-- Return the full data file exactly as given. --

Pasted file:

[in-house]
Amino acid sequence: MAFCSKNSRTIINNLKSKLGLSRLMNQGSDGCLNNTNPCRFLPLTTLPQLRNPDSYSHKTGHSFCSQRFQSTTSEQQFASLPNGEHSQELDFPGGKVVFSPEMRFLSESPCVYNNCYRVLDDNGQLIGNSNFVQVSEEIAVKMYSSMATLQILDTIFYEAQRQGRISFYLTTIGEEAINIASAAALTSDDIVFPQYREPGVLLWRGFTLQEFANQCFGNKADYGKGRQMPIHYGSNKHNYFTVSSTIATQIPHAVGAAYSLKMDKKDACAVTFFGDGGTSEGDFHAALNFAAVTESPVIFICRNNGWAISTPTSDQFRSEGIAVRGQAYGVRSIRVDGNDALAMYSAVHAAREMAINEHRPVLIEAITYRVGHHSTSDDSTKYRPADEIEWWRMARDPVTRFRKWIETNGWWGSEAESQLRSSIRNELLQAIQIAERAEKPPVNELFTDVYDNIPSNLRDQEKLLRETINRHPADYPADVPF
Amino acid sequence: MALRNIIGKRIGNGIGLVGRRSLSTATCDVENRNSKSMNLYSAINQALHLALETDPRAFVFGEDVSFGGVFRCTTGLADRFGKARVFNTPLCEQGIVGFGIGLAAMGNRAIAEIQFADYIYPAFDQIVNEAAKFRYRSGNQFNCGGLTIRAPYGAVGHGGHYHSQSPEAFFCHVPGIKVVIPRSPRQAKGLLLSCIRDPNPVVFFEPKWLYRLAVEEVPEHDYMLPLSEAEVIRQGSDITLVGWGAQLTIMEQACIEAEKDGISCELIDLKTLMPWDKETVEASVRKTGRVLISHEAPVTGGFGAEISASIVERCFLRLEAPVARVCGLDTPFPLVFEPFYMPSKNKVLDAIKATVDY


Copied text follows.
[in-house]
Amino acid sequence: MAFCSKNSRTIINNLKSKLGLSRLMNQGSDGCLNNTNPCRFLPLTTLPQLRNPDSYSHKTGHSFCSQRFQSTTSEQQFASLPNGEHSQELDFPGGKVVFSPEMRFLSESPCVYNNCYRVLDDNGQLIGNSNFVQVSEEIAVKMYSSMATLQILDTIFYEAQRQGRISFYLTTIGEEAINIASAAALTSDDIVFPQYREPGVLLWRGFTLQEFANQCFGNKADYGKGRQMPIHYGSNKHNYFTVSSTIATQIPHAVGAAYSLKMDKKDACAVTFFGDGGTSEGDFHAALNFAAVTESPVIFICRNNGWAISTPTSDQFRSEGIAVRGQAYGVRSIRVDGNDALAMYSAVHAAREMAINEHRPVLIEAITYRVGHHSTSDDSTKYRPADEIEWWRMARDPVTRFRKWIETNGWWGSEAESQLRSSIRNELLQAIQIAERAEKPPVNELFTDVYDNIPSNLRDQEKLLRETINRHPADYPADVPF
Amino acid sequence: MALRNIIGKRIGNGIGLVGRRSLSTATCDVENRNSKSMNLYSAINQALHLALETDPRAFVFGEDVSFGGVFRCTTGLADRFGKARVFNTPLCEQGIVGFGIGLAAMGNRAIAEIQFADYIYPAFDQIVNEAAKFRYRSGNQFNCGGLTIRAPYGAVGHGGHYHSQSPEAFFCHVPGIKVVIPRSPRQAKGLLLSCIRDPNPVVFFEPKWLYRLAVEEVPEHDYMLPLSEAEVIRQGSDITLVGWGAQLTIMEQACIEAEKDGISCELIDLKTLMPWDKETVEASVRKTGRVLISHEAPVTGGFGAEISASIVERCFLRLEAPVARVCGLDTPFPLVFEPFYMPSKNKVLDAIKATVDY